Stocks rise on optimism for trade talks, shutdown deal

Wednesday, February 13, 2019

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NEW YORK, United States (AFP) — Global stock markets rose Tuesday on optimism over US-China trade talks and signs of a deal to avoid another US Government shutdown.

Wall Street's rise followed European gains after news that senior US lawmakers had reached an agreement in principle to fund the Government.

US President Trump said he was not overly pleased with the bipartisan deal to offer nearly $1.4 billion for a barrier along the southern US frontier — far less than the US$5.7 billion he initially sought.

“I can't say I'm happy, I can't say I'm thrilled,” Trump said. But “I don't think you're going to see a shutdown.”

Speaking with reporters at the White House, Trump also said he would consider extending the deadline for a trade deal with China beyond March 1.

“If we're close to a deal, where we think we can make a real deal ... I could see myself letting that slide for a little while,” Trump said.

The comments came as the third round of trade negotiations were set to resume in Beijing to avert a doubling of US tariffs for US$200 billion in Chinese imports. Washington is demanding changes from Beijing on what it says are unfair commercial practices.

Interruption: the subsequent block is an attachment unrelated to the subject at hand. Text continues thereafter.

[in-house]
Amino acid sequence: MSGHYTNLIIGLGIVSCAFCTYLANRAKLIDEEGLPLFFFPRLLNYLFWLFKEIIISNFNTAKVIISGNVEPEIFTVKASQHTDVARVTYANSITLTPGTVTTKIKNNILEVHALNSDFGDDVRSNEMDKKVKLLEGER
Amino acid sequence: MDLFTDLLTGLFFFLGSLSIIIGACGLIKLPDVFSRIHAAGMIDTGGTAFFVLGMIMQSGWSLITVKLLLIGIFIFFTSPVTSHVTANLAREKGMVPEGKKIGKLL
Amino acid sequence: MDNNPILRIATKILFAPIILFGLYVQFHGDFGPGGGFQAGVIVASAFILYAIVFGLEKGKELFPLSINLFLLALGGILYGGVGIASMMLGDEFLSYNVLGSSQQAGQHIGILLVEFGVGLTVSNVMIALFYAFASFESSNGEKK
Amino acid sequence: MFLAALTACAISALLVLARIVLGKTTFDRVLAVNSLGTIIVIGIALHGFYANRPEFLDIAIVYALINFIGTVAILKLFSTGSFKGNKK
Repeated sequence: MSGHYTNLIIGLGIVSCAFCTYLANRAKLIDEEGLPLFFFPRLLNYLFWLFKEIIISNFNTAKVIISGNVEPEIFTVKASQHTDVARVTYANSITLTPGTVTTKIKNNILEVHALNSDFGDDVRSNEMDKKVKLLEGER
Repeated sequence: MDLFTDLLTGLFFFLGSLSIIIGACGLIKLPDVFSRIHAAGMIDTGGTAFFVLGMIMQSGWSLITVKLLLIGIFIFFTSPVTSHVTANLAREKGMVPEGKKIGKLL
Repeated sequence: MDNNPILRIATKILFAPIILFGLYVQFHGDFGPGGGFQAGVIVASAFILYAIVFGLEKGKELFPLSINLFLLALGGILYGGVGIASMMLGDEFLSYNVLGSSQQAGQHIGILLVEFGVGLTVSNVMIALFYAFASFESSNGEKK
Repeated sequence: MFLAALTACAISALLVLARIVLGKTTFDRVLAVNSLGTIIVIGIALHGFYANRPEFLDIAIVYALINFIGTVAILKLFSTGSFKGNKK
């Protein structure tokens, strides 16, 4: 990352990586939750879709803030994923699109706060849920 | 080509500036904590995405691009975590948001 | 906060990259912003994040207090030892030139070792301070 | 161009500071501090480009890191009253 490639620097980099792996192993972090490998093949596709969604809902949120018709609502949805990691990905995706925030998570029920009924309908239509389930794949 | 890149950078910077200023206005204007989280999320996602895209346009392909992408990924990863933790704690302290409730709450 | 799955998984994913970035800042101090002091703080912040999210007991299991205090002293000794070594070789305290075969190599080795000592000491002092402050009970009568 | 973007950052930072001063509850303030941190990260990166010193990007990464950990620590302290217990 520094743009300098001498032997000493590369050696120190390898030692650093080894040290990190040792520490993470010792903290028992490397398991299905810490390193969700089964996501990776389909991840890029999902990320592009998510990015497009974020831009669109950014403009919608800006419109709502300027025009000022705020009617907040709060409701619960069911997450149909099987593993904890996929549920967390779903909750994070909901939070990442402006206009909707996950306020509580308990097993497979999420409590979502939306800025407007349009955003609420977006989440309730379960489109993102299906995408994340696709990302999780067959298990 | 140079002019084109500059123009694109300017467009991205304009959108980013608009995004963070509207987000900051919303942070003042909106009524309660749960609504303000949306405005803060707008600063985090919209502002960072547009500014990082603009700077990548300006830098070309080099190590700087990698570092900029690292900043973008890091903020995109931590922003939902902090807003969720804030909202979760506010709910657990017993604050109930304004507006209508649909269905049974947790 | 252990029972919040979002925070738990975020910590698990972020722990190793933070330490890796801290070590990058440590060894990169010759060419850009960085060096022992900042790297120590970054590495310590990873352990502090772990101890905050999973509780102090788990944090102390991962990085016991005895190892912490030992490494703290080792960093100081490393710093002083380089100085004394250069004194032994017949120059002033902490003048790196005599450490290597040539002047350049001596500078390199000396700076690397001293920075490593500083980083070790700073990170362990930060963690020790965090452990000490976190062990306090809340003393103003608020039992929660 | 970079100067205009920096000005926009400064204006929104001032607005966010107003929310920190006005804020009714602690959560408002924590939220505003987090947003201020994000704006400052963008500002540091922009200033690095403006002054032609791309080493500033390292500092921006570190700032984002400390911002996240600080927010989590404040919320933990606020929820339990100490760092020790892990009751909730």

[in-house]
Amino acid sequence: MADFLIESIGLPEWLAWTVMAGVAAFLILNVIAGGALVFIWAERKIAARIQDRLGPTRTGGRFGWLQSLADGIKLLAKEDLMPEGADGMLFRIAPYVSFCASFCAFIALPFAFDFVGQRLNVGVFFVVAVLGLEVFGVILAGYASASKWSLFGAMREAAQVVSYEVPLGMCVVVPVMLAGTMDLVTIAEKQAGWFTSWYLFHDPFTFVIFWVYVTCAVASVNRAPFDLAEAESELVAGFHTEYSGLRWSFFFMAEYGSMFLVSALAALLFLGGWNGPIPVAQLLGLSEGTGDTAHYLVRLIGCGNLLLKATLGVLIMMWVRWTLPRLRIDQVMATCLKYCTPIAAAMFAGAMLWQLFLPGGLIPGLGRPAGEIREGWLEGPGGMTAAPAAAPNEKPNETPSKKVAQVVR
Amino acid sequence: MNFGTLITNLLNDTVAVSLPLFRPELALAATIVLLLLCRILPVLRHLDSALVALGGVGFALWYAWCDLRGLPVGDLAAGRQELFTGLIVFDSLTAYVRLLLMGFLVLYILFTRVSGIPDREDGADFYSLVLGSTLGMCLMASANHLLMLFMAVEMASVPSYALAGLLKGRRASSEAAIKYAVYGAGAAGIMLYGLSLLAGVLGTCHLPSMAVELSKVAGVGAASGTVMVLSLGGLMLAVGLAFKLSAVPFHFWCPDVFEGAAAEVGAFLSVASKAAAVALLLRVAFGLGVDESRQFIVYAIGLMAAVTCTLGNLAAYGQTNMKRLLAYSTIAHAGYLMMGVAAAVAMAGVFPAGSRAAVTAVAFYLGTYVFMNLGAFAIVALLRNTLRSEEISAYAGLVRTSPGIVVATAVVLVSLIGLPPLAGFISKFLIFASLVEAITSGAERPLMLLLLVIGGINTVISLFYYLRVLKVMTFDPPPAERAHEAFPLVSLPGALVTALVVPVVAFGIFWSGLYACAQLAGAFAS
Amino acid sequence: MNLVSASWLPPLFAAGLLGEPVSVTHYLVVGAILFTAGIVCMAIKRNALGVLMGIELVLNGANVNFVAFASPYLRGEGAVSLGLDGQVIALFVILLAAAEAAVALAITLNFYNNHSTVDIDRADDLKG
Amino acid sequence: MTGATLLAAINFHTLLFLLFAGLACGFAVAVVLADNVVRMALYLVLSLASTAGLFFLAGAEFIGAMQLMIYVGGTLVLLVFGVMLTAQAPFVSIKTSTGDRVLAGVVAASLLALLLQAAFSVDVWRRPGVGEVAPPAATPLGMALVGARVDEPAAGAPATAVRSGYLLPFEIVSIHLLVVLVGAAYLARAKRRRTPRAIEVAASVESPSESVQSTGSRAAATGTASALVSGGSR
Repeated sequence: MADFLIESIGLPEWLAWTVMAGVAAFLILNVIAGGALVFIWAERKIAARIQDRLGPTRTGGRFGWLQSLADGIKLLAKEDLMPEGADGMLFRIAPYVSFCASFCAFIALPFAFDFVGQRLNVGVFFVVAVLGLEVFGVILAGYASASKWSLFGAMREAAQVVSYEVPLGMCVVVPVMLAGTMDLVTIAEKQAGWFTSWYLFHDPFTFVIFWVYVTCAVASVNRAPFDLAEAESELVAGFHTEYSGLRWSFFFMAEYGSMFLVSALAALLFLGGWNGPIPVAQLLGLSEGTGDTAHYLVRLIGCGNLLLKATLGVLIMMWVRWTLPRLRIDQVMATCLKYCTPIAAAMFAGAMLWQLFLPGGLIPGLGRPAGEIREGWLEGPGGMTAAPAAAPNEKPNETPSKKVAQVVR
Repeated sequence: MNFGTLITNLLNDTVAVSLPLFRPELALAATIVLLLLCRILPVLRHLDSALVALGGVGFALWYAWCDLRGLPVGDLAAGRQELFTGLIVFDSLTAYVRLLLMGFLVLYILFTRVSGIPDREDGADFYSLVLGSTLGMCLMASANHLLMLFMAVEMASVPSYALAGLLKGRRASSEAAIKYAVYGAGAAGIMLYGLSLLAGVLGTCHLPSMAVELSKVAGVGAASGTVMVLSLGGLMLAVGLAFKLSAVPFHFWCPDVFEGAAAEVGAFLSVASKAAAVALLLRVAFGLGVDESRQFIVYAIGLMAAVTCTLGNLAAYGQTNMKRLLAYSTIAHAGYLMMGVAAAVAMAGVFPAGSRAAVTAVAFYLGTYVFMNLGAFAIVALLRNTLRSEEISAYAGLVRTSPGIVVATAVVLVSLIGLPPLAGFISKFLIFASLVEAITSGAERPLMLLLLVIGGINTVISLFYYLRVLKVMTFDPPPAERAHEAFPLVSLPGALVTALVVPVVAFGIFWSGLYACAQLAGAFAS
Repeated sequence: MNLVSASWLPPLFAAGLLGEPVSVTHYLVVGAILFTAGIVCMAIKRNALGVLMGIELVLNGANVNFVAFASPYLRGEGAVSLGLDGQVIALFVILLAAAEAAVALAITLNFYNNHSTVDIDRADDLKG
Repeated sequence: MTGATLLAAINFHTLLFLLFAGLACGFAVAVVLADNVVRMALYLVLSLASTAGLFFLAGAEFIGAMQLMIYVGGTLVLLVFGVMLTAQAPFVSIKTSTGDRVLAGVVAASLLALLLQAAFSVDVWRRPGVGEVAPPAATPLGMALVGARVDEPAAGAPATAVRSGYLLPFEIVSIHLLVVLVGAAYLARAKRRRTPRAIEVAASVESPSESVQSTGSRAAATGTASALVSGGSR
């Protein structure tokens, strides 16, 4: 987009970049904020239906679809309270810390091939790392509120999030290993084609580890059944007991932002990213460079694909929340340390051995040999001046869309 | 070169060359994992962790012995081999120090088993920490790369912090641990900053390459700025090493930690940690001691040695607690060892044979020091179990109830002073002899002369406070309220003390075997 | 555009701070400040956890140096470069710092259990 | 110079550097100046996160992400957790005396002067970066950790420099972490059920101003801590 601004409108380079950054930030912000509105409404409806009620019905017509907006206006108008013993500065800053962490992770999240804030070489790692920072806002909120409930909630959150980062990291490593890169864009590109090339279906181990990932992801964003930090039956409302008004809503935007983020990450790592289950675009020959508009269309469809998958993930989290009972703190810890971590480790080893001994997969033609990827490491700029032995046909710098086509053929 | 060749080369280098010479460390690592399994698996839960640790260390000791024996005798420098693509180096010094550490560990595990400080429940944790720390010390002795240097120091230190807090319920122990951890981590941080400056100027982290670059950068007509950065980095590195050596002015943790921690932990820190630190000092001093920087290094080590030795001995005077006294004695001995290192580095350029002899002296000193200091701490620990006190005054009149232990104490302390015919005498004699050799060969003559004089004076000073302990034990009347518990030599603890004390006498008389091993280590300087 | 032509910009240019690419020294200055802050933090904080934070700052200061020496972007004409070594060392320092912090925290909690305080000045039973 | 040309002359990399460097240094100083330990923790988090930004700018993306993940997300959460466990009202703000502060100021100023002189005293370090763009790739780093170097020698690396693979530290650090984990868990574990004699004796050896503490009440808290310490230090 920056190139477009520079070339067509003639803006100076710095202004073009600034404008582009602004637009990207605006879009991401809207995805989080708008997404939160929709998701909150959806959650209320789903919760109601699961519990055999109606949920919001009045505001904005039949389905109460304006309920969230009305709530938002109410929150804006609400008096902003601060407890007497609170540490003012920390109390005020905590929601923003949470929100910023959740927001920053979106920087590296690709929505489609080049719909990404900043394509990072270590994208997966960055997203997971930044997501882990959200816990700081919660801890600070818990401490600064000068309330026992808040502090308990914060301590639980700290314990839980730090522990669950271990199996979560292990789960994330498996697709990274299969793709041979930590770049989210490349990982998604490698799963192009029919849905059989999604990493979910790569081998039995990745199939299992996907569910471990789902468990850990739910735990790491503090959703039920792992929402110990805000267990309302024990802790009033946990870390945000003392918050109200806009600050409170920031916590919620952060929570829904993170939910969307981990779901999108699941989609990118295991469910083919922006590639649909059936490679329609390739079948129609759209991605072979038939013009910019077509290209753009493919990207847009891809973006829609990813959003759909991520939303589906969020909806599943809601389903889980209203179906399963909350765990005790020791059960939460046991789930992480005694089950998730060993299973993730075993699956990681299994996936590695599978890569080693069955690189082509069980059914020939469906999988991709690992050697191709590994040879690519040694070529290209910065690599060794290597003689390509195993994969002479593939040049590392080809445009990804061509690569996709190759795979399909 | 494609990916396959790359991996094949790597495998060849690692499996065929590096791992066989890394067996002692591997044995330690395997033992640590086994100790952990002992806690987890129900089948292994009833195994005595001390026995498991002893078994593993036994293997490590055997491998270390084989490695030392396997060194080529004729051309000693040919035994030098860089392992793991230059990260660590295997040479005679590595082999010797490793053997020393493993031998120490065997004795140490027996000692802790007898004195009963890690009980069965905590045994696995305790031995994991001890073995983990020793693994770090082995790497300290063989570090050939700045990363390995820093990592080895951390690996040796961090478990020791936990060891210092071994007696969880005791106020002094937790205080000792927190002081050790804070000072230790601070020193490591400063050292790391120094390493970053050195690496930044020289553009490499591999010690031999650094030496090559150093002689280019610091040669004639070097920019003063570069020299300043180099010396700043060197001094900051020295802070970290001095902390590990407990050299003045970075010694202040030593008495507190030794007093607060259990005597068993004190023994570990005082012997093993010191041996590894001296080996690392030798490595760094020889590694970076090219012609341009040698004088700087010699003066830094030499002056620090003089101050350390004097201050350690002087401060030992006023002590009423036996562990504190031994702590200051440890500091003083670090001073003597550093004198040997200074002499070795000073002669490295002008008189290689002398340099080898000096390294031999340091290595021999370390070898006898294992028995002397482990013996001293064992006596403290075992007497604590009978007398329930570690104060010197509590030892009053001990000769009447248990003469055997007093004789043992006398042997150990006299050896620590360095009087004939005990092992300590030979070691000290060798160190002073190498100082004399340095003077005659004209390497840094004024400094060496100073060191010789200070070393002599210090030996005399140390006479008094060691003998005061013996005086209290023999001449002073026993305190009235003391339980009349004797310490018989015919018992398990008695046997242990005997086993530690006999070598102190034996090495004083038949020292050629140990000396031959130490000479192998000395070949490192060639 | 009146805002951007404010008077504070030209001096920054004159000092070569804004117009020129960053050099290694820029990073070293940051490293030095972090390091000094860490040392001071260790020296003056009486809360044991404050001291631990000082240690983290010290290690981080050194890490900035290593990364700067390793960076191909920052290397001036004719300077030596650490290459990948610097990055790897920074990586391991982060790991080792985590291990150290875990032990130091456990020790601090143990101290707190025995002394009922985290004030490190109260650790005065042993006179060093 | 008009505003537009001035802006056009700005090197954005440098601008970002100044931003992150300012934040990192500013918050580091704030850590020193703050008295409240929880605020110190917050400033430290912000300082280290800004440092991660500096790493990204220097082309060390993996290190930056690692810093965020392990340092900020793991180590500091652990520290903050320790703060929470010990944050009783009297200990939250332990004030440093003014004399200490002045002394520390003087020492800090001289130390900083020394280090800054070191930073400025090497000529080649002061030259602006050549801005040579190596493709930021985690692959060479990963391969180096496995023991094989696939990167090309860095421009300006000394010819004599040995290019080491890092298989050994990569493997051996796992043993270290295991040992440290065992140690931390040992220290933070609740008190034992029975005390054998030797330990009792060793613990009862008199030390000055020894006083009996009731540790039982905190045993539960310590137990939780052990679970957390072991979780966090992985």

IG analyst Joshua Mahony said “a significant amount of global sentiment rests on Donald Trump's shoulders, with the ability to break the deadlock in talks with China and avert another government shutdown key for market direction”.

Investors have responded positively to reports that Trump wants to meet Xi Jinping “very soon”, just days after the US president had appeared to write off an imminent summit with his counterpart.

Wall Street soared during the day, with the benchmark Dow Jones Industrial Average and the Nasdaq both rising 1.5 per cent.

“US-China trade talks continue and that has boosted European stock markets,” said analyst David Madden at CMC Markets.

And the provisional deal by US lawmakers assuaged fears of a chaotic repeat of the recent 35-day partial US government shutdown -- the longest in the country's history.

Eurozone shares closed up to one percent higher but London lagged behind its peers as the Brexit-weary British pound clawed back some losses after dropping sharply Monday on dismal monthly GDP and manufacturing data.

The Tokyo stock market -- returning from Monday's public holiday -- closed 2.6 per cent higher, as traders played catch up and with exporters further benefitting from a resurgent US dollar.

Oil prices meanwhile rose nearly two per cent after OPEC said it sharply reduced production last month, with the world's top exporter Saudi Arabia slashing output.


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